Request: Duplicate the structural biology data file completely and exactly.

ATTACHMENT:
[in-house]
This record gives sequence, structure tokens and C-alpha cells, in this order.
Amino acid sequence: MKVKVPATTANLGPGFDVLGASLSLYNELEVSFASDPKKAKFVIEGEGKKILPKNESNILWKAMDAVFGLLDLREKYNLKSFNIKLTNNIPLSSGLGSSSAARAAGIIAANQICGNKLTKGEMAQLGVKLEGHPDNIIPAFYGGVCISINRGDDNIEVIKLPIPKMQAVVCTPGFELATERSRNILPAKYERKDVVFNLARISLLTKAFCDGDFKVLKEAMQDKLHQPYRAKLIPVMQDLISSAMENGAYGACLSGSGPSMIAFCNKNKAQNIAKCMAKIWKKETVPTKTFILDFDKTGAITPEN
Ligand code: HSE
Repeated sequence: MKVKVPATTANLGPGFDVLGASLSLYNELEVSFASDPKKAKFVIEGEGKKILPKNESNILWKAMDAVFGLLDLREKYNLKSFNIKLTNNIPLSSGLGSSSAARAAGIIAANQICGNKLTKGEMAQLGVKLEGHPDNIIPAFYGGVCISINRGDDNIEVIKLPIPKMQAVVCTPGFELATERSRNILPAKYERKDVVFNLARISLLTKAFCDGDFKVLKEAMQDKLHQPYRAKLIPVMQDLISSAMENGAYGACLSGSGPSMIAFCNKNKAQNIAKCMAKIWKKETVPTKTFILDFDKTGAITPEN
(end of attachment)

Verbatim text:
[in-house]
This record gives sequence, structure tokens and C-alpha cells, in this order.
Amino acid sequence: MKVKVPATTANLGPGFDVLGASLSLYNELEVSFASDPKKAKFVIEGEGKKILPKNESNILWKAMDAVFGLLDLREKYNLKSFNIKLTNNIPLSSGLGSSSAARAAGIIAANQICGNKLTKGEMAQLGVKLEGHPDNIIPAFYGGVCISINRGDDNIEVIKLPIPKMQAVVCTPGFELATERSRNILPAKYERKDVVFNLARISLLTKAFCDGDFKVLKEAMQDKLHQPYRAKLIPVMQDLISSAMENGAYGACLSGSGPSMIAFCNKNKAQNIAKCMAKIWKKETVPTKTFILDFDKTGAITPEN
Ligand code: HSE
Repeated sequence: MKVKVPATTANLGPGFDVLGASLSLYNELEVSFASDPKKAKFVIEGEGKKILPKNESNILWKAMDAVFGLLDLREKYNLKSFNIKLTNNIPLSSGLGSSSAARAAGIIAANQICGNKLTKGEMAQLGVKLEGHPDNIIPAFYGGVCISINRGDDNIEVIKLPIPKMQAVVCTPGFELATERSRNILPAKYERKDVVFNLARISLLTKAFCDGDFKVLKEAMQDKLHQPYRAKLIPVMQDLISSAMENGAYGACLSGSGPSMIAFCNKNKAQNIAKCMAKIWKKETVPTKTFILDFDKTGAITPEN